This 2024 Academy Awards, honoring the best films of the previous year, arrived at a tumultuous moment for Hollywood, which didn’t have a whole lot to celebrate over those 12 months. The major studios spent much of that time locked in labor disputes with the leading actors and writers unions, a standoff that resulted in two costly strikes that shut down film production. A big part of the debate centered on how the streaming revolution that changed how movies and shows are made and distributed has also disrupted the way that the creative community profits from its work. Striking workers argued that the royalties they earn when their movies appear on Netflix, Prime Video, Apple TV+ or other streamers pales in comparison to what they make from home entertainment platforms and cable licensing and in turn, imperils their livelihoods.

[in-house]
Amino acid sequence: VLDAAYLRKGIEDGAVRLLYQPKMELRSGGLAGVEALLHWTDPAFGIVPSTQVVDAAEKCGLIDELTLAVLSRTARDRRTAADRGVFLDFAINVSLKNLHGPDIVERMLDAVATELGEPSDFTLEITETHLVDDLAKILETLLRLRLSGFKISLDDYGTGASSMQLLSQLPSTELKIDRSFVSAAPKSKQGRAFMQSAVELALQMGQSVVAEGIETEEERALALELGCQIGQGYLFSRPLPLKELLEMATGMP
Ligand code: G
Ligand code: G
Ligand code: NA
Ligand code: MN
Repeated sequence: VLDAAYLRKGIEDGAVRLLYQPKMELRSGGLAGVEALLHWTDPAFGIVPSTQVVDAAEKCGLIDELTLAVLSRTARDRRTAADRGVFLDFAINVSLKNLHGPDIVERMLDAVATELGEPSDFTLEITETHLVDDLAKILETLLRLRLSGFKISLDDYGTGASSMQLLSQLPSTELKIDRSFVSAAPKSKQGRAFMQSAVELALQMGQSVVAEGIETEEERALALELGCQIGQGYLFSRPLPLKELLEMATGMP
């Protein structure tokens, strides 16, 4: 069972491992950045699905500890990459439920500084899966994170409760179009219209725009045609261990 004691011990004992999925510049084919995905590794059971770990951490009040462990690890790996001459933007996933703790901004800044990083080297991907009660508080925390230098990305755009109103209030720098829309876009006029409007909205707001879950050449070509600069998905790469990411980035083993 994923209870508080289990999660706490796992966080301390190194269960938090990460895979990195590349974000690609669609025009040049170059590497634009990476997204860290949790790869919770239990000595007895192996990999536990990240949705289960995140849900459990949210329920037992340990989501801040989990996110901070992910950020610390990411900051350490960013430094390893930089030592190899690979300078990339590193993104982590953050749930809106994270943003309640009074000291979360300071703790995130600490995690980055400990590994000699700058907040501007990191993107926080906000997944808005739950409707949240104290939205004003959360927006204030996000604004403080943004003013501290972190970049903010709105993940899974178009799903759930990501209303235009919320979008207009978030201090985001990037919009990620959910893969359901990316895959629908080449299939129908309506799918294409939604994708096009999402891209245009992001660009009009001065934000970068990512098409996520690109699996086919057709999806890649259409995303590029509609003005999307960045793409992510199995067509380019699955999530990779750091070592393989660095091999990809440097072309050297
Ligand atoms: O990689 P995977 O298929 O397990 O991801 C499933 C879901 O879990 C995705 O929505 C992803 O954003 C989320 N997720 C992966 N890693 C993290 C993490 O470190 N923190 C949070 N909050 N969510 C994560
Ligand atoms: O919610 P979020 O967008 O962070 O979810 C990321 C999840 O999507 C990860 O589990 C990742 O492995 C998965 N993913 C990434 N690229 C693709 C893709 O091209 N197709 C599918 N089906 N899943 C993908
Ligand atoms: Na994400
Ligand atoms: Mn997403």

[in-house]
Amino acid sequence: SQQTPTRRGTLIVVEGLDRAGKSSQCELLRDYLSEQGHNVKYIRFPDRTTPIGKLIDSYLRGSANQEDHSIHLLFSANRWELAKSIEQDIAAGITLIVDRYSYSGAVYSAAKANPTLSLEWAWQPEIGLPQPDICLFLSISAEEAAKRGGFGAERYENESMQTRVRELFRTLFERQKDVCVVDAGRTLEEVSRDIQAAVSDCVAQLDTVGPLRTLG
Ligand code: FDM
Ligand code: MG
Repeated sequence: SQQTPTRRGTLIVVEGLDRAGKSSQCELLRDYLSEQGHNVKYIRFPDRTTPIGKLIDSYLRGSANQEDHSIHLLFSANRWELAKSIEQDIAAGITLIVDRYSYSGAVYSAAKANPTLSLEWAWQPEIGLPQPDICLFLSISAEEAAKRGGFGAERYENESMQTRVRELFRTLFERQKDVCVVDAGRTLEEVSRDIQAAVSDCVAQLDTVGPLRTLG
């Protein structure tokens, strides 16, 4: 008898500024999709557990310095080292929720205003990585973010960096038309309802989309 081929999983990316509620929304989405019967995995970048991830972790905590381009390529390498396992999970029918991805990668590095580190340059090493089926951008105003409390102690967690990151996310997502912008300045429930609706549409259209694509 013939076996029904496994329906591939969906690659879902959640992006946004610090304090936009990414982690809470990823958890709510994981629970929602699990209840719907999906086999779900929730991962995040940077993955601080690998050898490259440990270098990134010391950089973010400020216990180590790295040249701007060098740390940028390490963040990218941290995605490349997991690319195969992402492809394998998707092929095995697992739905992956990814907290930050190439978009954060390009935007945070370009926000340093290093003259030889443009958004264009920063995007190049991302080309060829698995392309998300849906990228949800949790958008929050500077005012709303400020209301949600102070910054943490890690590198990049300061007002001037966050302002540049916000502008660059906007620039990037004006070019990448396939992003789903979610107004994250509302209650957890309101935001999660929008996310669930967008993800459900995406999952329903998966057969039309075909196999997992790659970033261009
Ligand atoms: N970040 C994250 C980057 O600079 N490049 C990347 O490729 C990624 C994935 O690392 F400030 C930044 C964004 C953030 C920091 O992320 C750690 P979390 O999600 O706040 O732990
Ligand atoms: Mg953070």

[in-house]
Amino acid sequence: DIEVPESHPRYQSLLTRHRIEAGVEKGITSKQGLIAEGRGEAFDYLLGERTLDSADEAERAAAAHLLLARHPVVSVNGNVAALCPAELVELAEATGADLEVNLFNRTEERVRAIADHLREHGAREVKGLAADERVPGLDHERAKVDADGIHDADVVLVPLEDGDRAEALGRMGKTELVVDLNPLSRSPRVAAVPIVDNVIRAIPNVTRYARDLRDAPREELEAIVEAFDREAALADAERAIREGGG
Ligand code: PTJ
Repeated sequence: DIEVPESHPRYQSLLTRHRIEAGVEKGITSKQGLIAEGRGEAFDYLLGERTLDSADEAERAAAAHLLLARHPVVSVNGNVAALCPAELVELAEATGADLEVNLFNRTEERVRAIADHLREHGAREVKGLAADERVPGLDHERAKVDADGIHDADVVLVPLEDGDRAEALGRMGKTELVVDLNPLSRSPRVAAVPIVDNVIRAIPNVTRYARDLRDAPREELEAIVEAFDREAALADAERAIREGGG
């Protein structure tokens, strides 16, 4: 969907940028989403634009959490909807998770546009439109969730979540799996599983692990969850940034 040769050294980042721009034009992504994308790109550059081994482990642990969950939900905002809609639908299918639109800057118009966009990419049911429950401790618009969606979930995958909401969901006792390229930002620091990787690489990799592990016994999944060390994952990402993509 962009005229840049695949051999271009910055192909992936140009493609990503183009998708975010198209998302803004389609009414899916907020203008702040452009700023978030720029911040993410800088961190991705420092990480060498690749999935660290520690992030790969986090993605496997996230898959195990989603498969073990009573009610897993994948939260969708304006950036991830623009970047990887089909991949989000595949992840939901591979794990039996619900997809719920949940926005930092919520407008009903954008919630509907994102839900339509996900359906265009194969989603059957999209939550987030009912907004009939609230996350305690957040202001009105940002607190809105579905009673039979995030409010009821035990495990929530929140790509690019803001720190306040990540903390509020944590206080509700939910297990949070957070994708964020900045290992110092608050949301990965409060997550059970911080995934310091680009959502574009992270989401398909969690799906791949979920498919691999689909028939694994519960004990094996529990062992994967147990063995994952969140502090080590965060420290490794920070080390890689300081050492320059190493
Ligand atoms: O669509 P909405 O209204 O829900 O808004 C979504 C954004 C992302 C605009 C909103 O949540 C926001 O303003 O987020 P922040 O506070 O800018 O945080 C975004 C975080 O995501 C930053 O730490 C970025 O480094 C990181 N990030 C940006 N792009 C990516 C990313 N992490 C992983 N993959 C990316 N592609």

The shift to streaming has been tumultuous in other ways. Hollywood companies in the last five years invested considerably in launching their own in-house challengers to Netflix, debuting services like Disney+, Paramount+, Peacock or Max. However, Wall Street has become increasingly skeptical about the economics of streaming and is concerned that these companies have yet to demonstrate they can be sufficiently profitable. That’s sent the share prices of Disney, Warner Bros. Discovery and other major media companies tumbling, setting off a fresh wave of cutbacks and layoffs.

The Oscars, which have been suffering from declining ratings, also face questions about their relevance. Last year, an audience of 18.75 million tuned in to watch “Everything Everywhere All at Once” sweep the major prizes. That was a bump from the 16.62 million viewers from the 2022 show, but it’s a far cry from the record 57.25 million viewers who witnessed “Titanic” capture best picture in 1998. The hope is that with popular films such as “Oppenheimer” and “Barbie” nominated for top honors, ratings will improve.